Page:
This lemonade is a wonderful combination of tasty sweet and tang, plus it offers a hearty dose of vitamin C from whole food sources! It’s lovely for drinking when fighting off a cold or illness (or for hydrating if sick).
This lemonade is unique for a couple of reasons – first, it uses peeled whole lemons for more potential health benefits (and you end up using fewer lemons, which is frugal too!). Secondly, the vanilla is amazing with lemons! Who knew? Thirdly, I add a whole fruit source of vitamin C to make this drink a wonderful, whole food source of vitamin C!
Today is the first day of December, and we are getting in the Christmas spirit over here. Our tree is up, and I have running lists of holiday plans for us (including fun posts coming up for this blog!). But I am also trying to keep us well during this holiday season so that we can enjoy them. This little drink is just part of my “stay well” eating/drinking plan.
There is some controversy over how much vitamin C we should optimally consume every day, and whether we should use any vitamin C supplements or not. Personally, I have used a more typical vitamin C pill, but I feel most comfortable with it getting it from real food, or concentrated real food powder. For those of us who follow Dr. Price’s dietary recommendations, getting a whole food source of vitamin C in every day is part of his protocol. This lovely refreshing drink is one great way to do so.
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This was inspired by the “Singing Canary” Trim Healthy Mama drink, but is a simplified version (I choose not to use turmeric or protein powder), My version also uses a whole food source of vitamin C, rather than a synthetic version. My version also contains fewer milligrams of vitamin C in total.
Vitamin C and pregnant women and nursing mothers
One thing to double check with your health care provider about is how much vitamin from any sort of supplement you should consume when pregnant or nursing. I have gotten different answers on this question. The most conservative response is probably given by Medline Plus (a service from the National Library of Medicine)
They say, “Pregnancy and breast-feeding: Vitamin C is LIKELY SAFE for pregnant or breast-feeding women when taken in the recommended amount of 120 mg per day. Taking too much vitamin C during pregnancy can cause problems for the newborn baby.”
Two dieticians answer that question here, a summery being that eating vitamin C rich food and taking a multi-vitamin will give you plenty of vitamin C (and taking large doses could be harmful for your baby), and the second opinion being that you shouldn’t take over 2,000 MG of added vitamin C per day.
You can also get helpful charts for general info on recommended amounts of vitamin C (from diet or supplements) from WebMD, where they also point out that, “A substantial number of Americans may have low intake levels of vitamin C due to the inadequate intake of fruits and vegetables.”
The point is this – vitamin C is an important vitamin, but you can over do it, especially if you are pregnant or nursing. Many midwives recommend the higher amount (2000 milligrams per day), so there is a wide range of advice in how much to take when pregnant is optimal.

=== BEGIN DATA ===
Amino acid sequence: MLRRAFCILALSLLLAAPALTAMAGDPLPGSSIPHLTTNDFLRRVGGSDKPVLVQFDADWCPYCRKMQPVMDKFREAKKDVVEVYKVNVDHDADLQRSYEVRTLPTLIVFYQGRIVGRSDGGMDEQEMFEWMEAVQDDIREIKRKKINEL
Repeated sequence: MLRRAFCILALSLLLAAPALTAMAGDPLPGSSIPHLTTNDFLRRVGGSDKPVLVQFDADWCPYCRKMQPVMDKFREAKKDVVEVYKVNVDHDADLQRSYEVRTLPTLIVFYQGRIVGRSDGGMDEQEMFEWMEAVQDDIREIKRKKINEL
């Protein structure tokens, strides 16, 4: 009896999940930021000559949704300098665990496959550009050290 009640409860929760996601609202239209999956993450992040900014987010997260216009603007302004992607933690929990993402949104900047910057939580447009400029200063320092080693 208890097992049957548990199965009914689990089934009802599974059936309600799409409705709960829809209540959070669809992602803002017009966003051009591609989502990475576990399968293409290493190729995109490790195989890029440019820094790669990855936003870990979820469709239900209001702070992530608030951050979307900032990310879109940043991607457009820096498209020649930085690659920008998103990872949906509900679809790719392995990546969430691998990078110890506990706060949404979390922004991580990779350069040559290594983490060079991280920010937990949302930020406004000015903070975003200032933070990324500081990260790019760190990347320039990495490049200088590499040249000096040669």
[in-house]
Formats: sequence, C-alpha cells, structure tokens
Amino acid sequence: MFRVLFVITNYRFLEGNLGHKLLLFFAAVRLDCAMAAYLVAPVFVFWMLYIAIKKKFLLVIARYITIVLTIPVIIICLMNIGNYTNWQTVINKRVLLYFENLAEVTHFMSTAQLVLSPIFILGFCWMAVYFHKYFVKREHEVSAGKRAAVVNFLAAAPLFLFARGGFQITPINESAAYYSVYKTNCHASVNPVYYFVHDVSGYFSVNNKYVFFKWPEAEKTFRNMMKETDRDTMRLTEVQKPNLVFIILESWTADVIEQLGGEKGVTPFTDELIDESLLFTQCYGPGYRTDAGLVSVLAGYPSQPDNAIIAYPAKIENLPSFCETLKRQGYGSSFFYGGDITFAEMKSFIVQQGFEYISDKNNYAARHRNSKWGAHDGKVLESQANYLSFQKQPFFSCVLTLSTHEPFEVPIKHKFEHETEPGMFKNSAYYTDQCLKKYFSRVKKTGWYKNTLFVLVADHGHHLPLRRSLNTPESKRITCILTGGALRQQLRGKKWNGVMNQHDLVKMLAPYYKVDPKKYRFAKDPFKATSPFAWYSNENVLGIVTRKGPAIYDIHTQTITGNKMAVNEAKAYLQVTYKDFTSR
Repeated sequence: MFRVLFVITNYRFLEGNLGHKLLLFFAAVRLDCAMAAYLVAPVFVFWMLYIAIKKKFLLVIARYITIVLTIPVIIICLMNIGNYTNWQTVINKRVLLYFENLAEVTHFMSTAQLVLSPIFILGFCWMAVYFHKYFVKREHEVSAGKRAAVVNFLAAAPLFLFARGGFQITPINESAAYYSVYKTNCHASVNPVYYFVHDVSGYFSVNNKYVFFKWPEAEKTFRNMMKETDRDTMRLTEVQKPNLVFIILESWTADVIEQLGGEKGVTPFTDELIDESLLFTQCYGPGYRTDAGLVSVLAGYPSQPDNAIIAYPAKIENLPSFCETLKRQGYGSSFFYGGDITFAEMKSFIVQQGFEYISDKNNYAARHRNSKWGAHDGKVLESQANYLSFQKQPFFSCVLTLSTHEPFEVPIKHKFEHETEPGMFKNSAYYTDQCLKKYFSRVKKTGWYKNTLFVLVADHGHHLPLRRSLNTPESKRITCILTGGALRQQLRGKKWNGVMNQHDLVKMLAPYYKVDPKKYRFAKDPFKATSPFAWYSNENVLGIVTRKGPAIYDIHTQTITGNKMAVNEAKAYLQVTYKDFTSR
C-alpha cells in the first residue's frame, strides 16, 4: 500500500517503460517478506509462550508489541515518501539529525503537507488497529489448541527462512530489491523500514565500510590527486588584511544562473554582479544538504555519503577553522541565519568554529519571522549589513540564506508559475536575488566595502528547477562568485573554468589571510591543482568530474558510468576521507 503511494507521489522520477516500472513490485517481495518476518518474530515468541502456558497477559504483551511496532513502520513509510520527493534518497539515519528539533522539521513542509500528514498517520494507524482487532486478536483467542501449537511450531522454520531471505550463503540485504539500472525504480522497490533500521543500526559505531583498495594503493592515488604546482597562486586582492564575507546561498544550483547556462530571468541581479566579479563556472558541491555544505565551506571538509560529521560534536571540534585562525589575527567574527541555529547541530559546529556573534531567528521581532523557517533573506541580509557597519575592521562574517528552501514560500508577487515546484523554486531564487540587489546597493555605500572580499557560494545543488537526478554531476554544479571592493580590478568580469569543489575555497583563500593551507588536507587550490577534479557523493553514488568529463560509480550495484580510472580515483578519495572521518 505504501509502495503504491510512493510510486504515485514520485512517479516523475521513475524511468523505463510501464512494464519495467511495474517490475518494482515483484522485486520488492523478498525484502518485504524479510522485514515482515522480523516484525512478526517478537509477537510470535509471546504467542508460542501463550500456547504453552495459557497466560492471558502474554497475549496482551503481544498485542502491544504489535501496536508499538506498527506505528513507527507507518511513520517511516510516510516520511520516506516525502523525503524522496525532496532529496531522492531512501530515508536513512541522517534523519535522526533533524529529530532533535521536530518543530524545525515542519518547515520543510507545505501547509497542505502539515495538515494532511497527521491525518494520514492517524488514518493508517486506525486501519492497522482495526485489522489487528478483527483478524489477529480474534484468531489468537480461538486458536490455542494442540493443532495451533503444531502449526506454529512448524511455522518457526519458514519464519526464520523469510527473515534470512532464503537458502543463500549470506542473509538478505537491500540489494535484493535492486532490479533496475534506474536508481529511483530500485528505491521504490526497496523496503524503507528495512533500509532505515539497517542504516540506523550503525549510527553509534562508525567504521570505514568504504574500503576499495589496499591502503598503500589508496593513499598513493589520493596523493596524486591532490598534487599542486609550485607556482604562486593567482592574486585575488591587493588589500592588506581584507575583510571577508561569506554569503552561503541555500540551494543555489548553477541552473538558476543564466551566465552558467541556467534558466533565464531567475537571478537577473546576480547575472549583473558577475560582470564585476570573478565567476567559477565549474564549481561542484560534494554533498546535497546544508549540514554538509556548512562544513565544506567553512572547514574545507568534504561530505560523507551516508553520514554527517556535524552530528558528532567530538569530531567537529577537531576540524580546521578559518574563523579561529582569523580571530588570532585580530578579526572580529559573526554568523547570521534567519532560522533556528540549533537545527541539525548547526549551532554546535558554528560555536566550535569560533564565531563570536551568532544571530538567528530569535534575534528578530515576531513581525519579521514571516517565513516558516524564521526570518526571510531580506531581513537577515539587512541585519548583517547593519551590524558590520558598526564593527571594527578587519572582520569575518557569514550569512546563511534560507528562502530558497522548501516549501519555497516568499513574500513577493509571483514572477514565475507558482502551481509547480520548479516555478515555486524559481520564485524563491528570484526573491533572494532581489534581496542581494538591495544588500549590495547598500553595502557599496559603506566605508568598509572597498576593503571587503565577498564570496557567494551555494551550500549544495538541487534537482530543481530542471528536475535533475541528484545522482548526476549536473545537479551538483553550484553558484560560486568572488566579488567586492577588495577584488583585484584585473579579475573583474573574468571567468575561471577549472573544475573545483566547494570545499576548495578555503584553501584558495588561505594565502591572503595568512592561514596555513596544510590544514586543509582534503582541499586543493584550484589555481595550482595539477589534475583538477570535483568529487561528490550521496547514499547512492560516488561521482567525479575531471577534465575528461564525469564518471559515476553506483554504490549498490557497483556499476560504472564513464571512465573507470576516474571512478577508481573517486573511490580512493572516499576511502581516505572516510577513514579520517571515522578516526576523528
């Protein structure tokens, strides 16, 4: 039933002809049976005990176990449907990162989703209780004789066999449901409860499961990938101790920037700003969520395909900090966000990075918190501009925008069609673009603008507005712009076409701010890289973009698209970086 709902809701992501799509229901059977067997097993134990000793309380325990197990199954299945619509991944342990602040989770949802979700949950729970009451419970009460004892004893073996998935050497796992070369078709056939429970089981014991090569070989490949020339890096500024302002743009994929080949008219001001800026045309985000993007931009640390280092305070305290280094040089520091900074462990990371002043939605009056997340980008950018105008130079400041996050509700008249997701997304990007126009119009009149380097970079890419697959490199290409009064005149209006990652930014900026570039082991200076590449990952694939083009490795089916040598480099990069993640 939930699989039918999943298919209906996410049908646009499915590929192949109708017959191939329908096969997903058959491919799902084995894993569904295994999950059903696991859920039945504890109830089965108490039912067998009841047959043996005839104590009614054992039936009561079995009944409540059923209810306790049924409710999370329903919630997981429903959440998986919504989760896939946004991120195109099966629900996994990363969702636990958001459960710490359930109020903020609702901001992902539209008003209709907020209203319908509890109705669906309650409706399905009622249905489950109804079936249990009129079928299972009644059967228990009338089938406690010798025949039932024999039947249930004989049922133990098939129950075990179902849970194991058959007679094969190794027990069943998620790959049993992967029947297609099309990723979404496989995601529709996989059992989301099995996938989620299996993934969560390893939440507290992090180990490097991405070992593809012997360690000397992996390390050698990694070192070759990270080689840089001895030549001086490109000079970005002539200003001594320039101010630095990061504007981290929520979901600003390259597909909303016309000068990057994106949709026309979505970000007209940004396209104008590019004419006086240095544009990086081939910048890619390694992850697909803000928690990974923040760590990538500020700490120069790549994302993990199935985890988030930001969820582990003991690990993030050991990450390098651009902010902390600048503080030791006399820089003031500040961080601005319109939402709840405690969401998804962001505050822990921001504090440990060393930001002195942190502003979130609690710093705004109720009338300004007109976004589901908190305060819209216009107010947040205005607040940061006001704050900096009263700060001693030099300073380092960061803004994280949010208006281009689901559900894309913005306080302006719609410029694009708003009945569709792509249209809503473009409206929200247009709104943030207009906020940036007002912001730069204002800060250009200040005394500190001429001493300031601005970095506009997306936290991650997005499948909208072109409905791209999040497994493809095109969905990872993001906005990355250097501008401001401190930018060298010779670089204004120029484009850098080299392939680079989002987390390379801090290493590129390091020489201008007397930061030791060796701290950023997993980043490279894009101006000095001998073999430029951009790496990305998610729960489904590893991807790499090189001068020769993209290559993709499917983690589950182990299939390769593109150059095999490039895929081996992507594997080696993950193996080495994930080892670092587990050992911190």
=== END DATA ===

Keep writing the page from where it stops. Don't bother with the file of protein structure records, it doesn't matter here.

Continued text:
For the rest of us, it makes sense to me to get our vitamin C from food as much as possible – which is why I love this recipe!
Vitamin C from lemons in recipe: According to WhFoods.com, ¼ cup of lemon or lime juice contains 23.61 MG of vitamin C (and a small amount of folate as well!). But the pith and the peel has even higher concentrations of certain elements that could be especially healthful. Intriguing research has shown that those who consume citrus peels have a lower risk of skin cancers (read here and here), and research shows that some of the elements could be helpful in preventing breast and colon cancers. So, save those citrus peels from this recipe to use in other ways!
Whole Food Vitamin C
If you’d like to up the vitamin C content even more, you can do what I do by adding some of this Vitamin C powder made from acerola cherries. From Traditional Market, “Freeze drying and spray drying changes the acerola’s pH and reduces its vitamin levels. This vitamin C is processed with a proprietary gentle low heat method. As a result, the natural cherry color flavor and smell remains unchanged. Lab tests confirm that no vitamin C is lost during the process. Each bottle contains at least 25,000 mg of only naturally occurring vitamin C per bottle. This is truly natural vitamin C—there is no ascorbic acid added or synthetic vitamins added at all. It’s just powdered organic cherry.”
I love this stuff! It also works well in smoothies. A ¼ teaspoon has 250 mg of vitamin C, so to get 2000 mgs, I use 2 teaspoons. It has such a mild flavor, that you could easily use less as well.
- 2 lemons, peeled (white pith left on)
- 1-2 teaspoon vanilla extract
- Whole Food Vitamin C extract of choice (I use this one), I use ¼-2 teaspoons worth, depending on how much vitamin C I am wanting.
- Stevia or honey to taste
- Dash of unrefined salt, optional
- Slice the peeled lemons into 4 pieces, and remove any seeds. Place in a blender with 3 cups of water and blend well, until smooth.
- Strain through a fine sieve or a nut bag into a large rim jar or bowl.
- Pour back into jar, and add the vanilla extract, optional salt, if using, and stevia or honey to taste (start low and build up). Blend briefly, and then pour over a 2 quart jar full of ice. Add water to reach the rim of the jar. Enjoy!